April 04, 2013
1 min read

HIV self-testing preferred over facility-based testing

You've successfully added to your alerts. You will receive an email when new content is published.

Click Here to Manage Email Alerts

We were unable to process your request. Please try again later. If you continue to have this issue please contact customerservice@slackinc.com.

Data from a systematic review suggest that HIV self-testing was acceptable and preferred by those in both high- and low-risk populations. In addition, the partners of those who self-tested also were more likely to self-test.

“The preference was largely driven by the fact that the oral self-tests are non-invasive, convenient, easy to swab and do not involve a finger stick or blood from your arm for a preliminary screen,” Nitika Pant Pai,MD, PhD, clinical researcher at the Research Institute of the McGill University Health Centre in Montreal, said in a press release. “A lot of people also wanted to take the oral self-test home to their partners.”

Pant Pai and colleagues evaluated 21 studies that took place from 2000 to 2012. Seven studies used an unsupervised self-test strategy and 14 studies used a supervised strategy, in which a health care professional was there for assistance. The supervised strategy studies included 4,890 participants and the unsupervised strategy studies included 7,512 participants. Most of studies used oral self-tests.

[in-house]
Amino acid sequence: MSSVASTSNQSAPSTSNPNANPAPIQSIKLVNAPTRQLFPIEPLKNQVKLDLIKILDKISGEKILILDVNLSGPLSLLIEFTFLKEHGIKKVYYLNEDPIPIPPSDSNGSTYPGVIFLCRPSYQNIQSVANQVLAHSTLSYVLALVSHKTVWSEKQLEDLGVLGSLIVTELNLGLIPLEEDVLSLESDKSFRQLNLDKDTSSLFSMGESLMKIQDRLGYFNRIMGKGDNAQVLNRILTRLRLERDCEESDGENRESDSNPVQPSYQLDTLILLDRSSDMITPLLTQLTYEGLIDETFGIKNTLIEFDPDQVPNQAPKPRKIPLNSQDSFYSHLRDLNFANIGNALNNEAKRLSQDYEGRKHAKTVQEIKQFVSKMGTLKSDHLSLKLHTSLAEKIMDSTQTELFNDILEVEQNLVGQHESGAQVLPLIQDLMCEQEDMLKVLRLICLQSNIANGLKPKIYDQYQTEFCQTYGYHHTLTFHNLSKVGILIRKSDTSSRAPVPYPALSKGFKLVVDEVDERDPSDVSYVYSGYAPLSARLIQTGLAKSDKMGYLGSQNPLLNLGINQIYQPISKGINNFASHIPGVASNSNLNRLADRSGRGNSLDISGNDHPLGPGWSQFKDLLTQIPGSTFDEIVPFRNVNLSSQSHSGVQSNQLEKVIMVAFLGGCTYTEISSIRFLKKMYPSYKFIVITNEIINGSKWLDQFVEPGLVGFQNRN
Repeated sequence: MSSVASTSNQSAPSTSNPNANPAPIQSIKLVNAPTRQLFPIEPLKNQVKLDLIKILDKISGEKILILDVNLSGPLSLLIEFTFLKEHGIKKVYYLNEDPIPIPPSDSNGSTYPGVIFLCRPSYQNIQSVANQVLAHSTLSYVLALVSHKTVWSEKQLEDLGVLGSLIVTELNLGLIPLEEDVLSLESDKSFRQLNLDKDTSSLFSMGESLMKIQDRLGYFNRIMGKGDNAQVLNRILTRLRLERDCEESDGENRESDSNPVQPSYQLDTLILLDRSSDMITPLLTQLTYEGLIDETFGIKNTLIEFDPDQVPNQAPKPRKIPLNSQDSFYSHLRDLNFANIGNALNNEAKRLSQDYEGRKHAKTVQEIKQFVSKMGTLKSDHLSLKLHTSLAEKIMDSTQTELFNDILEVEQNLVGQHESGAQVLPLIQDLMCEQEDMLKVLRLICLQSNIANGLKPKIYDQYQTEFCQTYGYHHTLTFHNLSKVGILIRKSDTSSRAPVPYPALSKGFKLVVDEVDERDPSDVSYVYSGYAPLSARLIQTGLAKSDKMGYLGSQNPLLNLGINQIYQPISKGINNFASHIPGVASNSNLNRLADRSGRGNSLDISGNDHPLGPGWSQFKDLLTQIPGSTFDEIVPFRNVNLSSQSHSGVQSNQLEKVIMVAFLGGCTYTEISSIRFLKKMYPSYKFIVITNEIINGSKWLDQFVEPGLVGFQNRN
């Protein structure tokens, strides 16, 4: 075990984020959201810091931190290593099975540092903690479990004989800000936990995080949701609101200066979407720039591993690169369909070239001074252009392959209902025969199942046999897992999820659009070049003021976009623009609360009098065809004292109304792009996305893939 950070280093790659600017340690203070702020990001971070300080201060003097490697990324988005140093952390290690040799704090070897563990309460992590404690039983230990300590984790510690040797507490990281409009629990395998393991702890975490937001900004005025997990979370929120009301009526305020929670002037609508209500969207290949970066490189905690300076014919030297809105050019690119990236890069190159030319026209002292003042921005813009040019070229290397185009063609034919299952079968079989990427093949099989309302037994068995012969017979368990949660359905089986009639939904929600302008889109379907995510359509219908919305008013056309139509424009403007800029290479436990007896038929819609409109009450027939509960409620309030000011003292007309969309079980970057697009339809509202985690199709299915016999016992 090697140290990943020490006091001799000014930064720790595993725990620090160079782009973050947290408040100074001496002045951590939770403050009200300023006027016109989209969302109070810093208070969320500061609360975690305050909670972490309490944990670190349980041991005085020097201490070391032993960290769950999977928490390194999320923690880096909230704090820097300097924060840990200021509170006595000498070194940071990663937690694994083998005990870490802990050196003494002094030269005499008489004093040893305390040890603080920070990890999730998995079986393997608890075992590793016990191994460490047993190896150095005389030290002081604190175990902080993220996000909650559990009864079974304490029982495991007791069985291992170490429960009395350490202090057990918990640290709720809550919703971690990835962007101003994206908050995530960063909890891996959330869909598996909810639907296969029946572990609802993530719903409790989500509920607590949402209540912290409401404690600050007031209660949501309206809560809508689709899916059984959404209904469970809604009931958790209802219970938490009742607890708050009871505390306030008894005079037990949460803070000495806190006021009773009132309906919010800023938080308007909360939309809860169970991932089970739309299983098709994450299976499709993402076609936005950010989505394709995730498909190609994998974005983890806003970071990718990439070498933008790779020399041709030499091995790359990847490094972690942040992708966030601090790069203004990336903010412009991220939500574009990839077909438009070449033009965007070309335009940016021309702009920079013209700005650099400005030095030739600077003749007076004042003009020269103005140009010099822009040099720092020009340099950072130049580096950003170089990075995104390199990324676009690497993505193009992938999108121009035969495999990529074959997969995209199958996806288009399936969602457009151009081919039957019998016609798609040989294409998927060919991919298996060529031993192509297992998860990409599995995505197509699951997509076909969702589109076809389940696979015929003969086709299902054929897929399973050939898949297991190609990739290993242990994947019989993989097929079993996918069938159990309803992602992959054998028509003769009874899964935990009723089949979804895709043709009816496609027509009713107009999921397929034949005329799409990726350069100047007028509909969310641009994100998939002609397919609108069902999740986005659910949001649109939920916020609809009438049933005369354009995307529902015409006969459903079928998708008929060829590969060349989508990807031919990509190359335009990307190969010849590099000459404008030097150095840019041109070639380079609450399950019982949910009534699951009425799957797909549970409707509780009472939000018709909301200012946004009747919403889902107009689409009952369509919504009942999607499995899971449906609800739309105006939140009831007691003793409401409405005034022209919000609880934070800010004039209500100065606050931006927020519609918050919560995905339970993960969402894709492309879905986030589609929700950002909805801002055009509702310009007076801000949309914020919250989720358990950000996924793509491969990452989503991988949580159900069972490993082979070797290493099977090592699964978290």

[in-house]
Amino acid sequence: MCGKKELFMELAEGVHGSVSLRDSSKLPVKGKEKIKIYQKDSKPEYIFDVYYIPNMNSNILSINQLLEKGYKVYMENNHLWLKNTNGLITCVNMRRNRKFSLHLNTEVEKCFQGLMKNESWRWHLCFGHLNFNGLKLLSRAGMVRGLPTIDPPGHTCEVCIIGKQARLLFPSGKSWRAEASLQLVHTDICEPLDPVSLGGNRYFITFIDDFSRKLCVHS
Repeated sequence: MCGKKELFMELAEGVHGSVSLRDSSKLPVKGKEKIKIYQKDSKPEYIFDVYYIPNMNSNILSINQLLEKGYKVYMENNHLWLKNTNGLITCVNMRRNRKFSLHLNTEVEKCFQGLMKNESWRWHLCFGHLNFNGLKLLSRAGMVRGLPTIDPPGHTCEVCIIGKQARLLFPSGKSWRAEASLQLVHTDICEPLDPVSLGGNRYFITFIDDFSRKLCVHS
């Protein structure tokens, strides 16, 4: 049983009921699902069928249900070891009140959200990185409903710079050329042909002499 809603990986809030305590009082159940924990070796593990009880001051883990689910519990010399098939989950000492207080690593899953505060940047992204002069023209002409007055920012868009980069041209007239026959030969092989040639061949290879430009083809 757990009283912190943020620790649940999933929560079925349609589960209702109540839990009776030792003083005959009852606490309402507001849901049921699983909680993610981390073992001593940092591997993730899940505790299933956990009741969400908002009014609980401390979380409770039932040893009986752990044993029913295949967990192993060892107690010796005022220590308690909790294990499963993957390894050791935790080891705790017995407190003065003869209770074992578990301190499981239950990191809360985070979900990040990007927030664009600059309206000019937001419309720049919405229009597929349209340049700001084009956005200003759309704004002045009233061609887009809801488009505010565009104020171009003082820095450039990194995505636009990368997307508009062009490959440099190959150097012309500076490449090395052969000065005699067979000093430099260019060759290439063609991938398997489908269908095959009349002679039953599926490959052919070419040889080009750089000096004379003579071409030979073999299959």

The acceptability ranged from 74% to 96% for both supervised and unsupervised methods. The specificity of the HIV self-tests was high across both strategies, but sensitivity was slightly lower in the unsupervised strategies. The feasibility of the tests varied, in that some populations, generally those in high-prevalence areas, were more likely report errors while self-testing. In one unsupervised study, data suggested that 96% of patients who tested positive said they would seek post-test counseling.

Most preferred oral tests compared with finger-stick tests, and most also preferred the tests to be available over-the-counter. Various groups were willing to pay $7 to $40 for the test.

“Thirty years into the HIV epidemic, there is no vaccine in sight,” Pant Pai said. “Treatment as a prevention strategy has been known to work, but uptake of HIV screening seems to be limited by a societal problem: HIV stigma and perceived discrimination.”

Disclosure: The researchers report no relevant disclosures.